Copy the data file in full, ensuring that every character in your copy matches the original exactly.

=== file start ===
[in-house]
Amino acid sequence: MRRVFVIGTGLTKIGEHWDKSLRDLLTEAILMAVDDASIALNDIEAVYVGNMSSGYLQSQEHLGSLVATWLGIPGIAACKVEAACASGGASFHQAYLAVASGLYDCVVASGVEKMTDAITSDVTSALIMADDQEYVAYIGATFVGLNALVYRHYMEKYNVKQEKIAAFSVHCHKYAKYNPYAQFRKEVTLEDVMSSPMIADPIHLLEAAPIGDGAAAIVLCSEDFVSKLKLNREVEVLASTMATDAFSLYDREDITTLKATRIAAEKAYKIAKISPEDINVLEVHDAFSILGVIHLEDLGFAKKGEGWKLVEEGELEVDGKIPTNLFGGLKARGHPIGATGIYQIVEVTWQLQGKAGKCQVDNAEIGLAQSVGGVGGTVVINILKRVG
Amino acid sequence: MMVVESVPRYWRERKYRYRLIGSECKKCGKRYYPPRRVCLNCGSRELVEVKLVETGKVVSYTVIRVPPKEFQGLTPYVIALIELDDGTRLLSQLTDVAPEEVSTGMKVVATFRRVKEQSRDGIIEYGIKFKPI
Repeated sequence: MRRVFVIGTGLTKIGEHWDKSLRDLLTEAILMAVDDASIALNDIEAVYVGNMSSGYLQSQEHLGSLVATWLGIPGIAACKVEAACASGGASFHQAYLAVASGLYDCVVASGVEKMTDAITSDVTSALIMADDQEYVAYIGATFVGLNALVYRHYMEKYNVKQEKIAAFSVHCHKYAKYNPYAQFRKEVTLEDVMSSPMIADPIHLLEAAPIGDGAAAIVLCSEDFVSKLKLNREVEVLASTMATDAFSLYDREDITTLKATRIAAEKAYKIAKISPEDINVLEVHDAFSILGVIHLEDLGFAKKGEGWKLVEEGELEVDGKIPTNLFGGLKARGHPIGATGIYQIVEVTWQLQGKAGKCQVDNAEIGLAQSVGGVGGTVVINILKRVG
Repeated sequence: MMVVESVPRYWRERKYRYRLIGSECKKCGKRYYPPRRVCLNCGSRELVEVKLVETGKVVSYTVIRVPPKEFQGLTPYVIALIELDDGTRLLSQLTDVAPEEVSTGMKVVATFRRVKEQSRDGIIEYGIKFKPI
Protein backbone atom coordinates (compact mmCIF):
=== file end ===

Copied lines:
[in-house]
Amino acid sequence: MRRVFVIGTGLTKIGEHWDKSLRDLLTEAILMAVDDASIALNDIEAVYVGNMSSGYLQSQEHLGSLVATWLGIPGIAACKVEAACASGGASFHQAYLAVASGLYDCVVASGVEKMTDAITSDVTSALIMADDQEYVAYIGATFVGLNALVYRHYMEKYNVKQEKIAAFSVHCHKYAKYNPYAQFRKEVTLEDVMSSPMIADPIHLLEAAPIGDGAAAIVLCSEDFVSKLKLNREVEVLASTMATDAFSLYDREDITTLKATRIAAEKAYKIAKISPEDINVLEVHDAFSILGVIHLEDLGFAKKGEGWKLVEEGELEVDGKIPTNLFGGLKARGHPIGATGIYQIVEVTWQLQGKAGKCQVDNAEIGLAQSVGGVGGTVVINILKRVG
Amino acid sequence: MMVVESVPRYWRERKYRYRLIGSECKKCGKRYYPPRRVCLNCGSRELVEVKLVETGKVVSYTVIRVPPKEFQGLTPYVIALIELDDGTRLLSQLTDVAPEEVSTGMKVVATFRRVKEQSRDGIIEYGIKFKPI
Repeated sequence: MRRVFVIGTGLTKIGEHWDKSLRDLLTEAILMAVDDASIALNDIEAVYVGNMSSGYLQSQEHLGSLVATWLGIPGIAACKVEAACASGGASFHQAYLAVASGLYDCVVASGVEKMTDAITSDVTSALIMADDQEYVAYIGATFVGLNALVYRHYMEKYNVKQEKIAAFSVHCHKYAKYNPYAQFRKEVTLEDVMSSPMIADPIHLLEAAPIGDGAAAIVLCSEDFVSKLKLNREVEVLASTMATDAFSLYDREDITTLKATRIAAEKAYKIAKISPEDINVLEVHDAFSILGVIHLEDLGFAKKGEGWKLVEEGELEVDGKIPTNLFGGLKARGHPIGATGIYQIVEVTWQLQGKAGKCQVDNAEIGLAQSVGGVGGTVVINILKRVG
Repeated sequence: MMVVESVPRYWRERKYRYRLIGSECKKCGKRYYPPRRVCLNCGSRELVEVKLVETGKVVSYTVIRVPPKEFQGLTPYVIALIELDDGTRLLSQLTDVAPEEVSTGMKVVATFRRVKEQSRDGIIEYGIKFKPI
Protein backbone atom coordinates (compact mmCIF):